But final drafts, and more sophisticated writing, just seem to require a visual, text-based form. You just have to write those damned comments (thank God, for those who don't remember the old "marginalia and red pens" days, for word-processors' "commenting" function), and then you have to sit the student down, and talk through those comments, the considerations that go into them, and the fixes that are perhaps possible. I still think that the direct, person-to-person, detailed-specific, line-by-line-by-line edits are an unavoidable and absolutely essential part of how people learn to do scholarly writing.

And it takes time. I may teach smaller numbers of students, or fewer preps, but I am damned sure spending the same amount of time in "teaching." It's very, very labor-intensive--most principally, of course, for the candidates, who can very understandably feel that the process will never end--but also for the supervisor. It can take *years* and it's a damned grind for everybody.

End of this day brings the weekly "Musicology Happy Hour". Most all of our divisions try to have some kind of weekly get-together, informally to hash through departmental and divisional decisions that are more quickly and efficiently dealt with via multi-channel face-to-face conversation than by email. Our theory brothers and sisters at Tech have a weekly Friday lunch at a local Indian restaurant--not least because none of them have to teach on a Friday afternoon, and so their weekend can begin Friday right after lunch.

For us, though, because our teaching schedules overlap and conflict too much, a Thursday at 5pm (when most of the performance studios have a mandatory studio class, and so few students or performance faculty are around) is better. We meet in the back room of a cocktail bar across the street, and over the past few years that single 1-hour gathering, when folks are mostly en route from the school on home, or to wherever their Thursday evening will be taking them, is actually pretty productive: it's a chance to unwind at the shag end of the work week, an opportunity for us to share ideas, problems, and solutions (especially with pedagogy), and to bring to one another's attention tools and resources we all might benefit from employing.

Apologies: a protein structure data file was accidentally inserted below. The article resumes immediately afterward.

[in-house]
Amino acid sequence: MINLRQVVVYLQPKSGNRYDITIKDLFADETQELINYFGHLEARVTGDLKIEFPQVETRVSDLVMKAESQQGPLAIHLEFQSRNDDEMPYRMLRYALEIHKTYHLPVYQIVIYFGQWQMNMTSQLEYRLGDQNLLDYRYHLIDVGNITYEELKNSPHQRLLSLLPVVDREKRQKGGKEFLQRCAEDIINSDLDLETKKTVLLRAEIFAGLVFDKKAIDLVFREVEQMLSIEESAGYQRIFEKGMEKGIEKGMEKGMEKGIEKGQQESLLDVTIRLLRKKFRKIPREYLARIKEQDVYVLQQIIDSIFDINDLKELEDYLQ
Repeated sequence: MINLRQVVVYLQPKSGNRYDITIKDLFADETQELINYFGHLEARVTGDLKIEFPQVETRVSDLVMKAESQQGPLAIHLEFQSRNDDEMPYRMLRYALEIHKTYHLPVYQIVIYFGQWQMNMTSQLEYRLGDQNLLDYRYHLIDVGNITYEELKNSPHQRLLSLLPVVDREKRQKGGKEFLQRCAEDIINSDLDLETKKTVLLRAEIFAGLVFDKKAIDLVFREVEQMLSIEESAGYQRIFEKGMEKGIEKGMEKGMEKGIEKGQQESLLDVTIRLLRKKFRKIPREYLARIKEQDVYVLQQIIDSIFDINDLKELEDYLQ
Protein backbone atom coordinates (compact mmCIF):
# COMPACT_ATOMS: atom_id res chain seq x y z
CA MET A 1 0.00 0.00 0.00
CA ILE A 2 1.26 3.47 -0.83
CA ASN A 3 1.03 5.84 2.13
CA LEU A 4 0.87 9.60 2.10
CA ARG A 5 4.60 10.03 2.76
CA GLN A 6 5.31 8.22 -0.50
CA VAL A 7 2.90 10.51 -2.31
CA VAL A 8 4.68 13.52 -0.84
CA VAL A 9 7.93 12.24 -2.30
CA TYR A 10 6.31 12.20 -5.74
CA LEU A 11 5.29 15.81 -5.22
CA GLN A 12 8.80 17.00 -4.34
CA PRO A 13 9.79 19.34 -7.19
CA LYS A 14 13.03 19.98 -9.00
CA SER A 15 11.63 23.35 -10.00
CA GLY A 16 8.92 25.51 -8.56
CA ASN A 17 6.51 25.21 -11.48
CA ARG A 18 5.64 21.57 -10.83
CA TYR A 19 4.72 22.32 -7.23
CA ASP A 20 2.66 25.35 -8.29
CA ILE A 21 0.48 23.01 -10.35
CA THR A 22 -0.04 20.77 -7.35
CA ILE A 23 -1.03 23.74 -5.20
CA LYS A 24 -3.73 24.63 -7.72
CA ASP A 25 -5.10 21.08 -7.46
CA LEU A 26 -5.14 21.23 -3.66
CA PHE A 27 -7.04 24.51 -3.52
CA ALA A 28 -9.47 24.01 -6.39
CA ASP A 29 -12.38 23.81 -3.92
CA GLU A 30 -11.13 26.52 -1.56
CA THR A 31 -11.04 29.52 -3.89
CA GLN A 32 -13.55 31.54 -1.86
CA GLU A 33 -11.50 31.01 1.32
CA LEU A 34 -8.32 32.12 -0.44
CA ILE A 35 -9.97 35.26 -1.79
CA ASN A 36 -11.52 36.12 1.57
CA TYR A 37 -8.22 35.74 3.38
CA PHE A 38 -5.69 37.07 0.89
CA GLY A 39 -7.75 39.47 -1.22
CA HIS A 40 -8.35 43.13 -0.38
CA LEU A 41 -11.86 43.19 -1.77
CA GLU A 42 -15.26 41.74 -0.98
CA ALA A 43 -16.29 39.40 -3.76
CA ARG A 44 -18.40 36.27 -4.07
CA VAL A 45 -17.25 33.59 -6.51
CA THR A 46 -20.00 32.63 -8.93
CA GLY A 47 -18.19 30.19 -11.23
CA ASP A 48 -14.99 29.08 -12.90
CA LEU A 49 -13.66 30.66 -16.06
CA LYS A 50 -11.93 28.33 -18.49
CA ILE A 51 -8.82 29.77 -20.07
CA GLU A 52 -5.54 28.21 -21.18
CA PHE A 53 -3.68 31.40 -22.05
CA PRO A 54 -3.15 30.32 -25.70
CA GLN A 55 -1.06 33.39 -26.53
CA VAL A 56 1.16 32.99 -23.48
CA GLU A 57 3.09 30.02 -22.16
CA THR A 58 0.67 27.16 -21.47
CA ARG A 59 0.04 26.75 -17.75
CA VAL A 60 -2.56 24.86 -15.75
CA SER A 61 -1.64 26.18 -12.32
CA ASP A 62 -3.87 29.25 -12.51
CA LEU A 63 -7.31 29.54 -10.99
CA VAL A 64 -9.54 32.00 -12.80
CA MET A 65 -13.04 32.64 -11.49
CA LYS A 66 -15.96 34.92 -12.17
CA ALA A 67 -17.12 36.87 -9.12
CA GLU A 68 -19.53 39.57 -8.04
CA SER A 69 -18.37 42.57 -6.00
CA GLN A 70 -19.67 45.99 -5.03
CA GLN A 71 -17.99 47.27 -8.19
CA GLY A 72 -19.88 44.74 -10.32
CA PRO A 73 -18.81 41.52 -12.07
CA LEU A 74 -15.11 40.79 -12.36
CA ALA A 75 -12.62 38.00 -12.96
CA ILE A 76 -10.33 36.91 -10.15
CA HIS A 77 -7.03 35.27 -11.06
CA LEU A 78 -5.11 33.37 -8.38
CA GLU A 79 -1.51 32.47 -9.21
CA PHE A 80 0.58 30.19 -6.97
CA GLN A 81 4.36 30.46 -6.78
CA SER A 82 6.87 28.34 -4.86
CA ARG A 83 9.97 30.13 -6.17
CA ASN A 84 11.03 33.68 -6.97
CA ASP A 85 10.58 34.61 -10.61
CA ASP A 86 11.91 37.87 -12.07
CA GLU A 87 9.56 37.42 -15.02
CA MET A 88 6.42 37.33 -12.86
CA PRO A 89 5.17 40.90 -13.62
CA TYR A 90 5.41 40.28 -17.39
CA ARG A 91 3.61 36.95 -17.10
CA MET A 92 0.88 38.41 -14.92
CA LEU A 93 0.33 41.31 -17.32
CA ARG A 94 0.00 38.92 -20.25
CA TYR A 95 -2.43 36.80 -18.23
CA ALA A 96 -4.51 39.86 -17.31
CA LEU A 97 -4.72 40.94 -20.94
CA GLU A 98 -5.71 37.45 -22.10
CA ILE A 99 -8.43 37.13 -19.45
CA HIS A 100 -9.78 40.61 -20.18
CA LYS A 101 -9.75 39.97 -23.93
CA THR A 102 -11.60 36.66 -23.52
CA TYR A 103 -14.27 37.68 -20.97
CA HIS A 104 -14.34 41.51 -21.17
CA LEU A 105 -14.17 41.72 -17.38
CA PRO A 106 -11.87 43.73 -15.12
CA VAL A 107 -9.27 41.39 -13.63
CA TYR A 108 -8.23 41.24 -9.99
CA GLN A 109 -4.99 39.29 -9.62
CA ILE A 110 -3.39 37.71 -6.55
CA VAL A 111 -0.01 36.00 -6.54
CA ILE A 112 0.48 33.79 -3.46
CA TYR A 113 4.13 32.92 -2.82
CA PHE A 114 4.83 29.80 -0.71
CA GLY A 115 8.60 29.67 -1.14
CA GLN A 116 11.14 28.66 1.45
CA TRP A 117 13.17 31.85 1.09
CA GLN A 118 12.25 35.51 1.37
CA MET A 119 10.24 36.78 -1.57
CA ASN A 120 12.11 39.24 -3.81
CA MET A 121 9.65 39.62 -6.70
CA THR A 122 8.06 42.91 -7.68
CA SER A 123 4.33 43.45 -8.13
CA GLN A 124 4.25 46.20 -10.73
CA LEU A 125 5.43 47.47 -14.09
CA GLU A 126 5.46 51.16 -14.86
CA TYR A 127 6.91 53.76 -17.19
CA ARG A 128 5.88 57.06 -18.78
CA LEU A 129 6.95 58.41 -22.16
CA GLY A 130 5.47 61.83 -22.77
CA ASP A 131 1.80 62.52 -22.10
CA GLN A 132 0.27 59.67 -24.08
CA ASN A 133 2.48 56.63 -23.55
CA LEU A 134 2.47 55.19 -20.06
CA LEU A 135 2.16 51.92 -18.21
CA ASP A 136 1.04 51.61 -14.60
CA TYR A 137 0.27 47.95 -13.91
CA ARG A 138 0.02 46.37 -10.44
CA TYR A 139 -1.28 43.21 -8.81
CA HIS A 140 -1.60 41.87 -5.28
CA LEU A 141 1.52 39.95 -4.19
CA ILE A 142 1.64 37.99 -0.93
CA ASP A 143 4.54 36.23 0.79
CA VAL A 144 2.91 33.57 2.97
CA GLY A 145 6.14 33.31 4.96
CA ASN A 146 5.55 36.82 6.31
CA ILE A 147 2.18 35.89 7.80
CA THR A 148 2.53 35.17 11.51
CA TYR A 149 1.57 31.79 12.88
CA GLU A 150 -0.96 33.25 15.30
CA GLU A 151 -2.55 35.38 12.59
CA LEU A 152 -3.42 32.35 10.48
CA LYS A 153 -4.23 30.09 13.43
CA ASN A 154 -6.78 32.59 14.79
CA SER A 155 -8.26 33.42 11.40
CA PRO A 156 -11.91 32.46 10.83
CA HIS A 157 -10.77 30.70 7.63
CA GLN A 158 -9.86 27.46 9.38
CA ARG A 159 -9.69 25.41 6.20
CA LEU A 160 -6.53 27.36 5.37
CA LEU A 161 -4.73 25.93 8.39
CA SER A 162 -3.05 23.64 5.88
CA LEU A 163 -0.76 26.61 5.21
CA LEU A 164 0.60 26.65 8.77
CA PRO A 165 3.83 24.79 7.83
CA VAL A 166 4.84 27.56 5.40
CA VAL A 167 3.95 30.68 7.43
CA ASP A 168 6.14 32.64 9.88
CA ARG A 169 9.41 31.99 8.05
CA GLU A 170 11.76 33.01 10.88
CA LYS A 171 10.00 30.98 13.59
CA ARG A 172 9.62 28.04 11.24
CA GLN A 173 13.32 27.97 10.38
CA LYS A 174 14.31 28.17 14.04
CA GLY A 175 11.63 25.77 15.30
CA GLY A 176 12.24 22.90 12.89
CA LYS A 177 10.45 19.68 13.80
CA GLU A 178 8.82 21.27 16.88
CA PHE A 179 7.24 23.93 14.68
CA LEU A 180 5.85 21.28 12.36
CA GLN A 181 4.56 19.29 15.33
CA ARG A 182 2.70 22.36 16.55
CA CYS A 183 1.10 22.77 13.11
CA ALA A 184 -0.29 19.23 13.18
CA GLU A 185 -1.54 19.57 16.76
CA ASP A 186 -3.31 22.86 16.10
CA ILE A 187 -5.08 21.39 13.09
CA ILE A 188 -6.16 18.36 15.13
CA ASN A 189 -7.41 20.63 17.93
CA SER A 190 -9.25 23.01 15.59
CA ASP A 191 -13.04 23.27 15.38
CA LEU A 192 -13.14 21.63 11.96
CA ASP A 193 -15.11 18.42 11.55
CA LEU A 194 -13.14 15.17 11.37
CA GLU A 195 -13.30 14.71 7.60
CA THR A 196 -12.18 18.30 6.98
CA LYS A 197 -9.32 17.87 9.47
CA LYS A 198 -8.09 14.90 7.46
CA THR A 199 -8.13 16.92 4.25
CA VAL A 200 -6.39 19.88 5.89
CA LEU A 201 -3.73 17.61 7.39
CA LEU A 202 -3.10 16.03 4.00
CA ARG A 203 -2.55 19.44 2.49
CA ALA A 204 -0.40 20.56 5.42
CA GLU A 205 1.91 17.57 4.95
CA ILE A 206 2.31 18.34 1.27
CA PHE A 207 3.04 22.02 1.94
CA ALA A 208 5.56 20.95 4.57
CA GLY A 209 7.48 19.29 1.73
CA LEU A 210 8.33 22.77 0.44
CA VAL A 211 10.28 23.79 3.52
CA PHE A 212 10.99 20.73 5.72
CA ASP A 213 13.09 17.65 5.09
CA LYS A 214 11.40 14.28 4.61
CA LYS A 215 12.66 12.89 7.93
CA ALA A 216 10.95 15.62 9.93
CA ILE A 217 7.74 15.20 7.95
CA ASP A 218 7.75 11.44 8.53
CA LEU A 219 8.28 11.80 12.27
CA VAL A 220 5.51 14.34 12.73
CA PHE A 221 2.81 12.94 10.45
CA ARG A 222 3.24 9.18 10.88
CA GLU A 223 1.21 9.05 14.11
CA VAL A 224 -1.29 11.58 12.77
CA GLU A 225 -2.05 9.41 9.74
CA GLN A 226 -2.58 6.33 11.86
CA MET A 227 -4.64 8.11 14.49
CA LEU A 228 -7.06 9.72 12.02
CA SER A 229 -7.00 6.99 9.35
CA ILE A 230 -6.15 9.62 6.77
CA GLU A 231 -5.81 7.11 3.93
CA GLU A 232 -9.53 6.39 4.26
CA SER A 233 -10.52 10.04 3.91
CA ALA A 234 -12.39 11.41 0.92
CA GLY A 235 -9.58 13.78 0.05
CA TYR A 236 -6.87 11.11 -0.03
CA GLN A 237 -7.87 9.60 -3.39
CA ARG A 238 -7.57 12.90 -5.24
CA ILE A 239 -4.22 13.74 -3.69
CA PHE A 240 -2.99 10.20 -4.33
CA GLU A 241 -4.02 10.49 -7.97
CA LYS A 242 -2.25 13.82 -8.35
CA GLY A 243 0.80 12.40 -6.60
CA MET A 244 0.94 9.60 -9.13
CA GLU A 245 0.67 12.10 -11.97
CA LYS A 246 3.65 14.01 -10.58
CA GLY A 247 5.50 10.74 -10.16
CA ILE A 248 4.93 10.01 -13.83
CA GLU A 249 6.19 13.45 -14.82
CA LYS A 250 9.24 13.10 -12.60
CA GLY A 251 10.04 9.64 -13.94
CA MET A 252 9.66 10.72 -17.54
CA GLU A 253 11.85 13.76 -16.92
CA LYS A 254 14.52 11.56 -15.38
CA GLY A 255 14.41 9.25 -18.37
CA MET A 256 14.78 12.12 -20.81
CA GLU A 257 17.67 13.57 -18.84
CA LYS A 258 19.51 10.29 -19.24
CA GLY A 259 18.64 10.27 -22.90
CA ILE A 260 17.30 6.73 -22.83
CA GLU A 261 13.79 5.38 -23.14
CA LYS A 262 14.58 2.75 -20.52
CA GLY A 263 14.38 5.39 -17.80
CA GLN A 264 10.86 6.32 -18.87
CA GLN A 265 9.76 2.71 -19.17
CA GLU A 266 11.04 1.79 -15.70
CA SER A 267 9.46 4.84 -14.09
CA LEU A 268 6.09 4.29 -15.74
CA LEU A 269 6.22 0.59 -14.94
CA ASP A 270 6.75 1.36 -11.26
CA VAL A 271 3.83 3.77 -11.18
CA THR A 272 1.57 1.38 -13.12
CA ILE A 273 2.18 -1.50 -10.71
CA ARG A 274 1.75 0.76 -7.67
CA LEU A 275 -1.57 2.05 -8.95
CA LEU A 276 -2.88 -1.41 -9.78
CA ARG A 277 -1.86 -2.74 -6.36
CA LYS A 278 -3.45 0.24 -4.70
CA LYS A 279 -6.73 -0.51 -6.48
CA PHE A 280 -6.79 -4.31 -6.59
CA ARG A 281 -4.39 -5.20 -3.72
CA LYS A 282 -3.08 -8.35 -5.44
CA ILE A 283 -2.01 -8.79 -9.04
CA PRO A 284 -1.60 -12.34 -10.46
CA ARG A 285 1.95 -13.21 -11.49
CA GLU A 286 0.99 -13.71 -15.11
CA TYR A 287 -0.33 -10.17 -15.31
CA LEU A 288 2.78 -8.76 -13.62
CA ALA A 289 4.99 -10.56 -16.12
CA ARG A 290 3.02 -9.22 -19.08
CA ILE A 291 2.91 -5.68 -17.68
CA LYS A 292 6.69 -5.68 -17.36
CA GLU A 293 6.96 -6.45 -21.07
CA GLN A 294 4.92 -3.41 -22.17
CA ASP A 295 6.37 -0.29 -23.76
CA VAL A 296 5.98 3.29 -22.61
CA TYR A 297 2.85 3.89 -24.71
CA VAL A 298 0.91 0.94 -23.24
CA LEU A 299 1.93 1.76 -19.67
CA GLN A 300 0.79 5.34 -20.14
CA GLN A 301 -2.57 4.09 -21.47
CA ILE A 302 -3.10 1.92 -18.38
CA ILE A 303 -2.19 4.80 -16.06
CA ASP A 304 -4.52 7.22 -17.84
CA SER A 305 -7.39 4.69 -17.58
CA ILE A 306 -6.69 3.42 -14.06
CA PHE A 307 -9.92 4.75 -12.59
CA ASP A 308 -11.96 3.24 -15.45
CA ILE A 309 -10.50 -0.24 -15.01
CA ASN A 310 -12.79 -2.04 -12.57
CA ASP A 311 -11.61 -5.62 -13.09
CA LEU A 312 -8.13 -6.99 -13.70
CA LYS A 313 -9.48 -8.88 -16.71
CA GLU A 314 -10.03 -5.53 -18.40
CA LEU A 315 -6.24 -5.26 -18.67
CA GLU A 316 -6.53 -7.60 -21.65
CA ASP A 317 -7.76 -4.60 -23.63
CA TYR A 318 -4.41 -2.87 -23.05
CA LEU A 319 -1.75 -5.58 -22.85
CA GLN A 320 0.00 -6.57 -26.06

Thus to this: the conversation at the happy hour this week was mostly about technology: predictable geekery about our "smartphones" (most academics don't give a shit about being able to access a camera, video-cam, or facebook from a phone, but damned sure do give same about being able to access email or the desktop computer via phone--if only to be able to check references and clear the inbox of late-breaking items). But, more saliently to the stated purposes of the Happy Hour, a chance to talk about using Web 2.0 (RSS feeds, Google calendar, and the wiki) for filtering the torrent of information we nowadays deal with. The fact that, as I've said, I have the Fridays free, meant that next day, in response to the conversation, I could come up with this.

Which is supposed to make everyone's life easier.

Friday (Day 07) brought more student/grad-student meetings, and more writing and administering, in anticipation of a weekend that would bring a "slow" session (teaching session), a radio production (if not two), a video-podcast-editing session (where I learned that the program I'd been using for a year to edit had gone away, and that it was going to be necessary to learn the industry-standard Adobe Premiere--thank the Universe for computer-expert ensemble members), a Celtic Ensemble rehearsal (and the soda bread and "proper Irish tea" that plugs enough calories, caffeine and sugar into the mix to keep 'em going), some office rearrangement (got to find desk-space for the Administrative Assistant the grant bought), and so on.

Before we head back into Week 03.

Still holding so far. And this year, maybe even gaining a little.

1 comment:

Seeker said...

Well, as one of the students who have benifitted from your close and careful attention to our writing, I think I speak for everyone when I say your efforts are deeply, deeply appreciated. Thank you for everything you do.